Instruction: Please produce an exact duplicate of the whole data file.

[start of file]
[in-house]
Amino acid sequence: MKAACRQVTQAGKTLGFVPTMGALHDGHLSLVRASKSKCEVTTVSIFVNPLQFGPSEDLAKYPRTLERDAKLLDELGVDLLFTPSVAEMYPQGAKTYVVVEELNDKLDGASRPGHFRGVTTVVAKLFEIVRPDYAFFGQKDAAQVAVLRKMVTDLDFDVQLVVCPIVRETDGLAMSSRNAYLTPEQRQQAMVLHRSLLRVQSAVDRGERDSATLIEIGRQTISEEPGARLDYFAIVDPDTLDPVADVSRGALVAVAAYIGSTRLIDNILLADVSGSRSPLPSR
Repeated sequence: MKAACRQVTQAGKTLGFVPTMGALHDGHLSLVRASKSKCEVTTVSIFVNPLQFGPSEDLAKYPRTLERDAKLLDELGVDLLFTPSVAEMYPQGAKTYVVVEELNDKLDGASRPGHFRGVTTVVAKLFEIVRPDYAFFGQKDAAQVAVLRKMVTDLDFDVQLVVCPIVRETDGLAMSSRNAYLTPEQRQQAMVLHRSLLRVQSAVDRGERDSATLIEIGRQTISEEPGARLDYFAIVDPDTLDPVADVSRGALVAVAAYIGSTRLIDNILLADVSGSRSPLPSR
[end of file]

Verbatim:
[in-house]
Amino acid sequence: MKAACRQVTQAGKTLGFVPTMGALHDGHLSLVRASKSKCEVTTVSIFVNPLQFGPSEDLAKYPRTLERDAKLLDELGVDLLFTPSVAEMYPQGAKTYVVVEELNDKLDGASRPGHFRGVTTVVAKLFEIVRPDYAFFGQKDAAQVAVLRKMVTDLDFDVQLVVCPIVRETDGLAMSSRNAYLTPEQRQQAMVLHRSLLRVQSAVDRGERDSATLIEIGRQTISEEPGARLDYFAIVDPDTLDPVADVSRGALVAVAAYIGSTRLIDNILLADVSGSRSPLPSR
Repeated sequence: MKAACRQVTQAGKTLGFVPTMGALHDGHLSLVRASKSKCEVTTVSIFVNPLQFGPSEDLAKYPRTLERDAKLLDELGVDLLFTPSVAEMYPQGAKTYVVVEELNDKLDGASRPGHFRGVTTVVAKLFEIVRPDYAFFGQKDAAQVAVLRKMVTDLDFDVQLVVCPIVRETDGLAMSSRNAYLTPEQRQQAMVLHRSLLRVQSAVDRGERDSATLIEIGRQTISEEPGARLDYFAIVDPDTLDPVADVSRGALVAVAAYIGSTRLIDNILLADVSGSRSPLPSR